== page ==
R. Sherman said...

Family cemeteries are so important, especially west of the Mississippi, because of the wide distances between churches. Missouri has a law which allows the county to take them over to provide perpetual care if there is no one left in the family to do so. Does Iowa have something similar?

Cheers.

Sage said...

Wow, so many of your grandparents buried in the same place--we have a few churches with a lot, but not the family kind of cemeteries. There are those too, but most of them had wooden markers which have long weathered away. I remember going to a few with my grandmother when I was younger--even then you couldn't read the headstones and we wouldn't have known where except my grandma remembered going to these locations as a girl.

Ed said...

R. Sherman - I think there is something similar but unfortunately, that mostly means they chop the weeds down once in awhile. Those oh so important gravestones just continue to topple over.

Sage - Fortunately, everyone I have found has had a tombstone (I assume Peter mentioned in this blog also had one and that I just couldn't read it) once I have found out where they were buried, even back to the early 1800's. I'm not sure how much further I will be able to count on that. With my research, I take exact GPS readings at each grave to give future grave seekers some extra help. It is my way of giving back assuming they find my research notes.

Vince said...

Are the roads in Clinton Co. really at each and every mile. Or is Google earth showing up farm tracks.

R. Sherman said...

@Vince,

If it's like north Missouri, it would not be unusual. The land west of the Mississippi River was divided into Townships of 36 Sections. Each section was one mile square and consisted of 640 acres. These were then sold to Easterners heading west. (The settlement of the American west was accomplished one mile at a time.)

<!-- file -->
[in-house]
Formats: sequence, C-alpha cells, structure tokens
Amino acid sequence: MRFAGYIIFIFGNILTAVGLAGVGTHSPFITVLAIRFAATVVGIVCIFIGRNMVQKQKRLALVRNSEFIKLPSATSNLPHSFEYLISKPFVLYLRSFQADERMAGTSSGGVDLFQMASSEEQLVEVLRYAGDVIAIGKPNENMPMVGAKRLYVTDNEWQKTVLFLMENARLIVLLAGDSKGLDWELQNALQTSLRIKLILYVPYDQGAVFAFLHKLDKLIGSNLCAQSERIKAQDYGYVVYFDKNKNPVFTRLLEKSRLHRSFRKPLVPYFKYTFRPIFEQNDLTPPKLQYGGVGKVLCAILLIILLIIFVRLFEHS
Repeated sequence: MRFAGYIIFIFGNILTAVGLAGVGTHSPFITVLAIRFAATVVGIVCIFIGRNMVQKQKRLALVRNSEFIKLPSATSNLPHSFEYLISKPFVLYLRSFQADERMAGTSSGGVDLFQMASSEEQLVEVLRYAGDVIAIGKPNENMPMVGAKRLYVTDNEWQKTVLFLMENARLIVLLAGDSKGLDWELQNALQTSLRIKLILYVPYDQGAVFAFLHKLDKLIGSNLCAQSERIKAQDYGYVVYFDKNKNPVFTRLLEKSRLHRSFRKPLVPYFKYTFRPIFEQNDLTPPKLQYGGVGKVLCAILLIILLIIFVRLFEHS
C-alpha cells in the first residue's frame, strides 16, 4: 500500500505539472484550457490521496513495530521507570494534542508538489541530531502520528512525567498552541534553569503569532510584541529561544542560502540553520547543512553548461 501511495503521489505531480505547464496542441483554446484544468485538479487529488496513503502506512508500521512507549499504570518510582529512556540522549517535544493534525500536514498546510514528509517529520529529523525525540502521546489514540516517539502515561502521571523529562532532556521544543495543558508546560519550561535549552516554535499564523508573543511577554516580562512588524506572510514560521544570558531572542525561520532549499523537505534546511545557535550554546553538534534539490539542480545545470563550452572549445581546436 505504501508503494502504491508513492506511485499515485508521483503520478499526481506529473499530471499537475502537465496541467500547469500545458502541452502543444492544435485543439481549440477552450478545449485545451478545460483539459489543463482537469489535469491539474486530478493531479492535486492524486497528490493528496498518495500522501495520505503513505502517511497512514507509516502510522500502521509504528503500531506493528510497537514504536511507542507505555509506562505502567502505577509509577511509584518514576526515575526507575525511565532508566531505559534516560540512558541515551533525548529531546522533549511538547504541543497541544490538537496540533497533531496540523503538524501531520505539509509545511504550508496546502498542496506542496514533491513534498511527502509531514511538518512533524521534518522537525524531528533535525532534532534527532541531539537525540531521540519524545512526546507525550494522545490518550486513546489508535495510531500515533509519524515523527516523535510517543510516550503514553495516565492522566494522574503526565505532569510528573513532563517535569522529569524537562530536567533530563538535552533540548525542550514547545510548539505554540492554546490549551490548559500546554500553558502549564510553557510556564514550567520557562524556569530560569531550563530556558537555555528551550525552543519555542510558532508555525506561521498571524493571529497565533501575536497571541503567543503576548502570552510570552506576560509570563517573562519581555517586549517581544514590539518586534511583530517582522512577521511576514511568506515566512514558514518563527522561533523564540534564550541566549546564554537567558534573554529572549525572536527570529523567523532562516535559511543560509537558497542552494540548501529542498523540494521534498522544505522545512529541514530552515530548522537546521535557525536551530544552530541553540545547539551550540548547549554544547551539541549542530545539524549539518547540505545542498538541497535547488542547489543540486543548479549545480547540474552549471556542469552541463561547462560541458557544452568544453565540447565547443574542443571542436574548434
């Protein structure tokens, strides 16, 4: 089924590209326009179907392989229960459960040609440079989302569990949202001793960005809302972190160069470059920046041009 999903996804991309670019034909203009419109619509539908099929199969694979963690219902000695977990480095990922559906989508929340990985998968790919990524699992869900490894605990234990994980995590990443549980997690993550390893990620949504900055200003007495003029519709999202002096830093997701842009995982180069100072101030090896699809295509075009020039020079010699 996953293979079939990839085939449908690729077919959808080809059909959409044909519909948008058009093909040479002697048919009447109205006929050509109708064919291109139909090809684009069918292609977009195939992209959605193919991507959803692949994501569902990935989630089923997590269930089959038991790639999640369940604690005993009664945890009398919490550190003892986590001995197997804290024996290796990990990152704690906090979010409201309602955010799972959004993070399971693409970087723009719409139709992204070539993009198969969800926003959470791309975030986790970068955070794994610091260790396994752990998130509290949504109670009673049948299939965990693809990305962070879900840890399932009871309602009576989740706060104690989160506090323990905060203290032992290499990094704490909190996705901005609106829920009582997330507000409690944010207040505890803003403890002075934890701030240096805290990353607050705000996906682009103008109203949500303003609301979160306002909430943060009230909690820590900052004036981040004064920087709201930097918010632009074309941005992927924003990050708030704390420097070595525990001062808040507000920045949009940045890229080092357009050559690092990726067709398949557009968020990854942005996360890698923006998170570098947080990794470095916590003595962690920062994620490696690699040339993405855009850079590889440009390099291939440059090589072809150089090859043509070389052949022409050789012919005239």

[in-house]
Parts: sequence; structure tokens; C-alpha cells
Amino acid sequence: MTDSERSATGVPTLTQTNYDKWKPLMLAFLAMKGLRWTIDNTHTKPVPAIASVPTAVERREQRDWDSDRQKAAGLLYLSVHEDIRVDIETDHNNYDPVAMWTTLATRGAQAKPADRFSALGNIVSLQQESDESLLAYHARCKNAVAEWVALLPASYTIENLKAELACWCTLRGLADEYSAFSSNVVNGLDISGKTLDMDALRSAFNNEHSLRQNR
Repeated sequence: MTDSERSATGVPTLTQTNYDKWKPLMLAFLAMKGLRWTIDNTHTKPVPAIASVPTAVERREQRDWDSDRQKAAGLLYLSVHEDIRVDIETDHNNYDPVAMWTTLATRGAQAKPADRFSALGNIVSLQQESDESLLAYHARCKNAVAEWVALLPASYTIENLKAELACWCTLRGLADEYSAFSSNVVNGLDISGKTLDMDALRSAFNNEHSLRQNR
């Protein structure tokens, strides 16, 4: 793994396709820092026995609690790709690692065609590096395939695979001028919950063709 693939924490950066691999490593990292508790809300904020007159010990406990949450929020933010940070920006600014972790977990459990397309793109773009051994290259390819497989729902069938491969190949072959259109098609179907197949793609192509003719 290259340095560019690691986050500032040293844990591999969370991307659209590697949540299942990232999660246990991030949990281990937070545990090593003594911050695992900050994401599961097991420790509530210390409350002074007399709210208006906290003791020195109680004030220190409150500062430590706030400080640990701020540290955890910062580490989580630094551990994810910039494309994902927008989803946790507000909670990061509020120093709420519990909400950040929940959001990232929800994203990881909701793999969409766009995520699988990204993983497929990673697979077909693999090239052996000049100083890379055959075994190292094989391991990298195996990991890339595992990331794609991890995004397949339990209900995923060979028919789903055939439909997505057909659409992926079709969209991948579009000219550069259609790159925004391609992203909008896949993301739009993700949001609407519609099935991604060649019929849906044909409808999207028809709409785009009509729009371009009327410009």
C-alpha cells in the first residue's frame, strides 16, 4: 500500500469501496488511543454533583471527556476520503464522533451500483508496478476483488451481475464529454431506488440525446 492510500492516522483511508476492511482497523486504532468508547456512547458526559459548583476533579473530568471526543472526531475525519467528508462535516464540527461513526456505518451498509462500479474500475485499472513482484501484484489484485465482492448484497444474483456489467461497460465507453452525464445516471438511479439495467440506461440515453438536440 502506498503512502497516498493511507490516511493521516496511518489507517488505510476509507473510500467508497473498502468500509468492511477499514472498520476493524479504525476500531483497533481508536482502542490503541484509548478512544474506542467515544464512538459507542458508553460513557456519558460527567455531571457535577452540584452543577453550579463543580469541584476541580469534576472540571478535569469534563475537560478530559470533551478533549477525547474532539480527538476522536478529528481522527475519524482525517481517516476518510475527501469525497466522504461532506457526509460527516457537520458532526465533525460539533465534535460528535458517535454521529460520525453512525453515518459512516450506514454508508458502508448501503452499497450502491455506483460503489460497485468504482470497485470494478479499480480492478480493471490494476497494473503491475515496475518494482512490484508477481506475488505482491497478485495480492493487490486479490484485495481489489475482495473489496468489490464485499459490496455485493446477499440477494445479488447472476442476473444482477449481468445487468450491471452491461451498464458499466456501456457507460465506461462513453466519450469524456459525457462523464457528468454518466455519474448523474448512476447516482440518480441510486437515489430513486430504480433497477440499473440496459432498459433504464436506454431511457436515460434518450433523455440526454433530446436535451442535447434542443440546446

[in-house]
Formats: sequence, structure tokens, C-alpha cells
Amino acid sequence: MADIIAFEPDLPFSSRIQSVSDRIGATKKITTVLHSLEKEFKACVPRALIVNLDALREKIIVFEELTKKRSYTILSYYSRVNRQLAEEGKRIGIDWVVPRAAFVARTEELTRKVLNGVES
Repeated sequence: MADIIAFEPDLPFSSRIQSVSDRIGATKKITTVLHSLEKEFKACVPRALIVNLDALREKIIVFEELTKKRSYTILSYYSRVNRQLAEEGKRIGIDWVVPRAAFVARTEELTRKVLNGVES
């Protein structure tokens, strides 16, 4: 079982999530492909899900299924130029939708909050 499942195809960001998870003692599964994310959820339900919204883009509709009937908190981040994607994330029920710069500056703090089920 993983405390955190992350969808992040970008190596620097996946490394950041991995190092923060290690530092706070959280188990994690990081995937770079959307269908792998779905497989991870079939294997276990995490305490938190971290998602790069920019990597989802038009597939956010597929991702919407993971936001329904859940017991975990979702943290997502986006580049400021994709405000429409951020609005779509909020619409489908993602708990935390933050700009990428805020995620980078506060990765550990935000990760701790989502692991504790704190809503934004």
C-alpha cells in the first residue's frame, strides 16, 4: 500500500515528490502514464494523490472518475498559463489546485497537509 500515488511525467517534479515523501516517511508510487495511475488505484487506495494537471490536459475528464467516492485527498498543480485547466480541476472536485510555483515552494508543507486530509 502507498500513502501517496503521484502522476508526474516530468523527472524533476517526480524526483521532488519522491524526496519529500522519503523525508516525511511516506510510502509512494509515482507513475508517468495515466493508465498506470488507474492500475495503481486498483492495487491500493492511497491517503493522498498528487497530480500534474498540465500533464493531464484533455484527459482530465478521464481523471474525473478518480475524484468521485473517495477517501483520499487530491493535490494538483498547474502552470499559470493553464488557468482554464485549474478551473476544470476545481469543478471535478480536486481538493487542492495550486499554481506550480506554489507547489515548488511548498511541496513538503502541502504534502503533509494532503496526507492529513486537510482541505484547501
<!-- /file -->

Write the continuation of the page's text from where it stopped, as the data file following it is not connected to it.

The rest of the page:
Roads followed township lines (E/W) and Range lines (N/S) which divided the sections at one mile intervals. The farther west one goes, the less frequent the roads so that one might see them every six or twelve miles or more.

Cheers.

Vince said...

But surely R, Sherman, this does not mean that all are paved roads and therefore a draw on the family income for their upkeep.

Beau said...

Very cool... I always wondered about this trip you referred to. So glad you found the cemetery, and it must bring a sort of generational closure across the years in some way. Nice going :)

Ed said...

Vince - Yes it is really so along with most of Iowa. One of the advantages of having relatively flat terrain and being a younger state that was divided up before being settled.

R. Sherman - Thanks. That is a very good description. It is interesting reading old deeds and reading how sections have been divided up over time.

Vince - The upkeep for all our roads does indeed come from our income for upkeep. Local roads under the jurisdiction of county or city taxes and state roads under state taxes. This included everything from four laned paved interstates to a low maintenance two track dirt road.

Beau - You should have reminded me as I had forgotten that I hadn't blogged about it. My mind is like that more and more often... unfortunately.

Bryan said...

I love visiting cemetaries and tracking genealogy. It is always an exciting day trip for my family.